If you've ever shopped at Whole Foods you've probably been shocked at the prices. But a recent investigation shows that not only are its products overpriced, it's also dishonest—and its shady practices when it comes to weighing and mislabeling may be illegal.
The investigation looked at products that are weighed and labeled and found a "systematic problem" whereby customers were routinely overcharged for things like nuts, snack foods, poultry and other grocery products. Eight packages of chicken tenders—priced at $9.99 per pound—were inaccurately priced and labeled to the tune of a $4.13 overcharge to the customer per package, a store profit of $33.04 for the set. DCA says one package was overpriced as much as $4.85. "Additionally, 89 percent of the packages tested did not meet the federal standard for the maximum amount that an individual package can deviate from the actual weight, which is set by the U.S. Department of Commerce."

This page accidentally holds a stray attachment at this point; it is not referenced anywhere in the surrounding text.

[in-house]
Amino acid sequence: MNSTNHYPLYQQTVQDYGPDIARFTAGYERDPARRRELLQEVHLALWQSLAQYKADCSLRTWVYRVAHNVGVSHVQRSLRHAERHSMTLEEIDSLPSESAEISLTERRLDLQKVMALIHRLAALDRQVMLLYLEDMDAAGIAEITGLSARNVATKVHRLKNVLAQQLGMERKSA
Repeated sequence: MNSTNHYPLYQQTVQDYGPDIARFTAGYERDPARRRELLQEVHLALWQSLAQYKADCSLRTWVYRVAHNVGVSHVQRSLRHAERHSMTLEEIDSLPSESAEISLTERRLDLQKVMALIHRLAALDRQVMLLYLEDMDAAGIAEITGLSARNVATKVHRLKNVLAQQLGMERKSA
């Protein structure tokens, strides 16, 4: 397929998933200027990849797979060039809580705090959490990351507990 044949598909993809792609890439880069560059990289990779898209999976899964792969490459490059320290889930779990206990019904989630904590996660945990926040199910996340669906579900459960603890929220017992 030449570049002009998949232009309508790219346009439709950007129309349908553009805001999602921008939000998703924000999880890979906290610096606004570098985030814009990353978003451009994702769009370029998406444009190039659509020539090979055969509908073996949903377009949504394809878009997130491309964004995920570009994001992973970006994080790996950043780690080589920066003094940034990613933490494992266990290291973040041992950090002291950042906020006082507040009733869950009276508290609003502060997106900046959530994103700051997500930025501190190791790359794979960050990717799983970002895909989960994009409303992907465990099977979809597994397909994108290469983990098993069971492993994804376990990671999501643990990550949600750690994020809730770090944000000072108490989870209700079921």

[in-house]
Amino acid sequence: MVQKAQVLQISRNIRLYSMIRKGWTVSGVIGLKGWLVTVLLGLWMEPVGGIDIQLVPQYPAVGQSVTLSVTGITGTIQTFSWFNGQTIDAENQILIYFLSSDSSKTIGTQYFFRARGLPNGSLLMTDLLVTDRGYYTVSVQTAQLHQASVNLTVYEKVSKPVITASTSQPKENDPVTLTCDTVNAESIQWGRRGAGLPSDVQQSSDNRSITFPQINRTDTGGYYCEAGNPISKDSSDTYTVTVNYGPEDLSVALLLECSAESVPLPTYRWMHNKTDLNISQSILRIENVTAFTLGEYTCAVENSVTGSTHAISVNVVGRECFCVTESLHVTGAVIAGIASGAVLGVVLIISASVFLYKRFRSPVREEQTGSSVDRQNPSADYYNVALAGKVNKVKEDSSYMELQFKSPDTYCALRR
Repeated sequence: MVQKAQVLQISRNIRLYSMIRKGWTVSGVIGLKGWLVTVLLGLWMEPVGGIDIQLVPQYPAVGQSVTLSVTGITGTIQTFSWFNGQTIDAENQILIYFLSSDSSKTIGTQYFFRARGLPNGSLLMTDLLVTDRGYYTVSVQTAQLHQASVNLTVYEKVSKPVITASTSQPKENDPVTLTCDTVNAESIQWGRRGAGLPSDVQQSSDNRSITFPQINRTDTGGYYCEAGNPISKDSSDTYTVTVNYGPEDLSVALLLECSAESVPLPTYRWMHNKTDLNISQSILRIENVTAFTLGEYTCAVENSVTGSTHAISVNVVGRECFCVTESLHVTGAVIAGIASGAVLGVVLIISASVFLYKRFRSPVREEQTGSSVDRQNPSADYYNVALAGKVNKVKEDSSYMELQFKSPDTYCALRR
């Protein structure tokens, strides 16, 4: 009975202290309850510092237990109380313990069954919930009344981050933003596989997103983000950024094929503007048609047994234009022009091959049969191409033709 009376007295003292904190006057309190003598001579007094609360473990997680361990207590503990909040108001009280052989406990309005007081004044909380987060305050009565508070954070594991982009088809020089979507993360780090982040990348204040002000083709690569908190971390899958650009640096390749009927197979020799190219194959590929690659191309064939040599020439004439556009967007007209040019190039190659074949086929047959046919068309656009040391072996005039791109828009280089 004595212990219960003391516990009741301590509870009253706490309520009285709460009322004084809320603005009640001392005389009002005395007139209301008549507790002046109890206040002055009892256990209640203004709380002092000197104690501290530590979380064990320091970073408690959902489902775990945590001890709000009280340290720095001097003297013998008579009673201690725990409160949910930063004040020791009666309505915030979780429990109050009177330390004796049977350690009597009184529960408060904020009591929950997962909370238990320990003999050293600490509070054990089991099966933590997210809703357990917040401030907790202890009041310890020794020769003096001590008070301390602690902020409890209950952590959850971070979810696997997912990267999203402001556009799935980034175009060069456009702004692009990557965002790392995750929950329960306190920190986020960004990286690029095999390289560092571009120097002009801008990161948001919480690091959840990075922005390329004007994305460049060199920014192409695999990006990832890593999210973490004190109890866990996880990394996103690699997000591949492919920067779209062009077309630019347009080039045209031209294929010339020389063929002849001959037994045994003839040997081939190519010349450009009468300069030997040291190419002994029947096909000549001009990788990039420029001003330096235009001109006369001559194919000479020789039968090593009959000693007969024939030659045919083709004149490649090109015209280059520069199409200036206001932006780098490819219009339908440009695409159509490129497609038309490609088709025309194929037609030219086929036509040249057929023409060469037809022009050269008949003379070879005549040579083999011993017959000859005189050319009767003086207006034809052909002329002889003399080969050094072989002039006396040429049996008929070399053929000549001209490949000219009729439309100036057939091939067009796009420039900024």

Should we be surprised?
Last year, the company was fined nearly $800,000 in California for not deducting tare weight, selling less than the weight on products sold by the pound and other violations. Not to be outdone by our neighbors to the West, "our inspectors tell me this is the worst case of mislabeling they have seen in their careers, which DCA and New Yorkers will not tolerate," according to DCA Commissioner Julie Menin.
I guess this kind of dishonesty is just par for the course when your CEO is a libertarian who thinks Obamacare is fascism and climate change is A-OK. No announcement yet from the DCA on how big a fine Whole Foods will be slapped with. Let's hope it's significant.